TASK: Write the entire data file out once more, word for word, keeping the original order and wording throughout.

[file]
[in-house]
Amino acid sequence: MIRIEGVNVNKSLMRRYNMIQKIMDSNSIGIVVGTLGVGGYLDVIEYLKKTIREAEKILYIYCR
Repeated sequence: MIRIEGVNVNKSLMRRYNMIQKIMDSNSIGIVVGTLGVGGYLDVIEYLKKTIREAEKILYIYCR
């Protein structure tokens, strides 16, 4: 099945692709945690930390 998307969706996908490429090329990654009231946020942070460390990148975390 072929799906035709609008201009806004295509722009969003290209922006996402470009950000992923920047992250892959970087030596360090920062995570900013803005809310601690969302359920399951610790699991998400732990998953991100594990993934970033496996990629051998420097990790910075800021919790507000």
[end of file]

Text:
[in-house]
Amino acid sequence: MIRIEGVNVNKSLMRRYNMIQKIMDSNSIGIVVGTLGVGGYLDVIEYLKKTIREAEKILYIYCR
Repeated sequence: MIRIEGVNVNKSLMRRYNMIQKIMDSNSIGIVVGTLGVGGYLDVIEYLKKTIREAEKILYIYCR
């Protein structure tokens, strides 16, 4: 099945692709945690930390 998307969706996908490429090329990654009231946020942070460390990148975390 072929799906035709609008201009806004295509722009969003290209922006996402470009950000992923920047992250892959970087030596360090920062995570900013803005809310601690969302359920399951610790699991998400732990998953991100594990993934970033496996990629051998420097990790910075800021919790507000």